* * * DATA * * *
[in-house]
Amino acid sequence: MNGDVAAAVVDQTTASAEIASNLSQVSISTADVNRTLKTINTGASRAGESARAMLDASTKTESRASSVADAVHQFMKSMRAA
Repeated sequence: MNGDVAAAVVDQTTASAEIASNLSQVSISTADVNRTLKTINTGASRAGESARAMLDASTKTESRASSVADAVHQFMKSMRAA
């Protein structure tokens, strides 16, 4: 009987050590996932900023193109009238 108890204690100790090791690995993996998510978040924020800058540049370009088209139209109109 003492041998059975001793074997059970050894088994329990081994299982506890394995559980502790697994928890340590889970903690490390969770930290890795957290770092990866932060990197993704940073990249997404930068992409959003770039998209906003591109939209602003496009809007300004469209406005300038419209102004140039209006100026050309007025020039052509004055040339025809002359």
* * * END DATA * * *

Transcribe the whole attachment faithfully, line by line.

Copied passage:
[in-house]
Amino acid sequence: MNGDVAAAVVDQTTASAEIASNLSQVSISTADVNRTLKTINTGASRAGESARAMLDASTKTESRASSVADAVHQFMKSMRAA
Repeated sequence: MNGDVAAAVVDQTTASAEIASNLSQVSISTADVNRTLKTINTGASRAGESARAMLDASTKTESRASSVADAVHQFMKSMRAA
């Protein structure tokens, strides 16, 4: 009987050590996932900023193109009238 108890204690100790090791690995993996998510978040924020800058540049370009088209139209109109 003492041998059975001793074997059970050894088994329990081994299982506890394995559980502790697994928890340590889970903690490390969770930290890795957290770092990866932060990197993704940073990249997404930068992409959003770039998209906003591109939209602003496009809007300004469209406005300038419209102004140039209006100026050309007025020039052509004055040339025809002359």